What Else Should You Learn?

A few other skills will help you get a job in database management.

  • Mathematics fundamentals. At a minimum, you should have a solid grasp of linear algebra.  
  • Statistics. An understanding of the basic principles of statistics is helpful when working with data sets.
  • Spreadsheets. Be familiar with Excel or Google Sheets.
  • Communication skills. Managing databases requires working with those who provide or use the data, and communication skills are essential to make sure users can access the data efficiently.
  • Teamwork. Companies look for people who can work well in teams.  

What if You Cannot Find a Job?

If you have mastered SQL but can’t find a job, do not give up. Consider getting industry experience. To analyze data and deliver it to users effectively, you need to understand who needs what kind of data. Once you have your foot in the door, your SQL knowledge will help you move up the ladder.

Another option is freelancing. Sites like Upwork and Toptal are full of people looking for database administrators and developers. Although starting pay will be low, you will be gaining experience. Most projects on these platforms are part-time, so you don’t have to quit your day job.  

Author’s Recommendations: Top Data Science Resources To Consider

Before concluding this article, I wanted to share few top data science resources that I have personally vetted for you. I am confident that you can greatly benefit in your data science journey by considering one or more of these resources.

  • DataCamp: If you are a beginner focused towards building the foundational skills in data science, there is no better platform than DataCamp. Under one membership umbrella, DataCamp gives you access to 335+ data science courses. There is absolutely no other platform that comes anywhere close to this. Hence, if building foundational data science skills is your goal: Click Here to Sign Up For DataCamp Today!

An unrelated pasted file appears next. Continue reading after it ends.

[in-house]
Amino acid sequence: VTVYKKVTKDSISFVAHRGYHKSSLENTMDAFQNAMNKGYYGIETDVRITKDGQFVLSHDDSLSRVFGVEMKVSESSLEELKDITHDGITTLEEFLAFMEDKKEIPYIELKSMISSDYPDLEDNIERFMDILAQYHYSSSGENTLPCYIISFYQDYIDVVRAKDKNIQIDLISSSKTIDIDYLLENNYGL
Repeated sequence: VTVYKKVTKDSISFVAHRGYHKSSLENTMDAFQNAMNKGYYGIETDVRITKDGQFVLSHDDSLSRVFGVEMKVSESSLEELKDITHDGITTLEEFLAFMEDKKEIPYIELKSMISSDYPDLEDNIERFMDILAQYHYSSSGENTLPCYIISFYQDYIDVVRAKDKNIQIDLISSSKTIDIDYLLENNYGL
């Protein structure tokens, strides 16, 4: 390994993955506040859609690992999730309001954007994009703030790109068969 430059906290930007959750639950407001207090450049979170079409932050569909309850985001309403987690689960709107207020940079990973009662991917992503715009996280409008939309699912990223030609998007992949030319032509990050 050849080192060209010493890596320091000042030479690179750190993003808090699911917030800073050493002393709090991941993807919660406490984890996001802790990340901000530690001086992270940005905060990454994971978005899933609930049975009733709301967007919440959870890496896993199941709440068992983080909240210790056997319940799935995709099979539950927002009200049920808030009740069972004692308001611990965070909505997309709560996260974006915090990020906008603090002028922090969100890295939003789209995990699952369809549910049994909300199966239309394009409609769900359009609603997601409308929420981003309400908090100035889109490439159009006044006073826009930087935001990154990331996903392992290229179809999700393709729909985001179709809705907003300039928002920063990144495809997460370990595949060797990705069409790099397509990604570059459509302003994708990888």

• MITx MicroMasters Program in Data Science: If you are at a more advanced stage in your data science journey and looking to take your skills to the next level, there is no Non-Degree program better than MIT MicroMasters. Click Here To Enroll Into The MIT MicroMasters Program Today! (To learn more: Check out my full review of the MIT MicroMasters program here)
  • Roadmap To Becoming a Data Scientist: If you have decided to become a data science professional but not fully sure how to get started: read my article – 6 Proven Ways To Becoming a Data Scientist. In this article, I share my findings from interviewing 100+ data science professionals at top companies (including – Google, Meta, Amazon, etc.) and give you a full roadmap to becoming a data scientist.


You can get a good data management job with SQL. Pick an industry you want to work in, learn the SQL program used in that industry, and find a job as a database manager. More advanced data jobs such as data scientists or machine learning require that you know programming languages, but will also need you to know SQL to handle the data.

BEFORE YOU GO: Don’t forget to check out my latest article – 6 Proven Steps To Becoming a Data Scientist [Complete Guide]. We interviewed 100+ data science professionals (data scientists, hiring managers, recruiters – you name it) and created this comprehensive guide to help you land that perfect data science job.

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Daisy is the founder of Passionate for the field of Data Science, she shares her learnings and experiences in this domain, with the hope to help other Data Science enthusiasts in their path down this incredible discipline.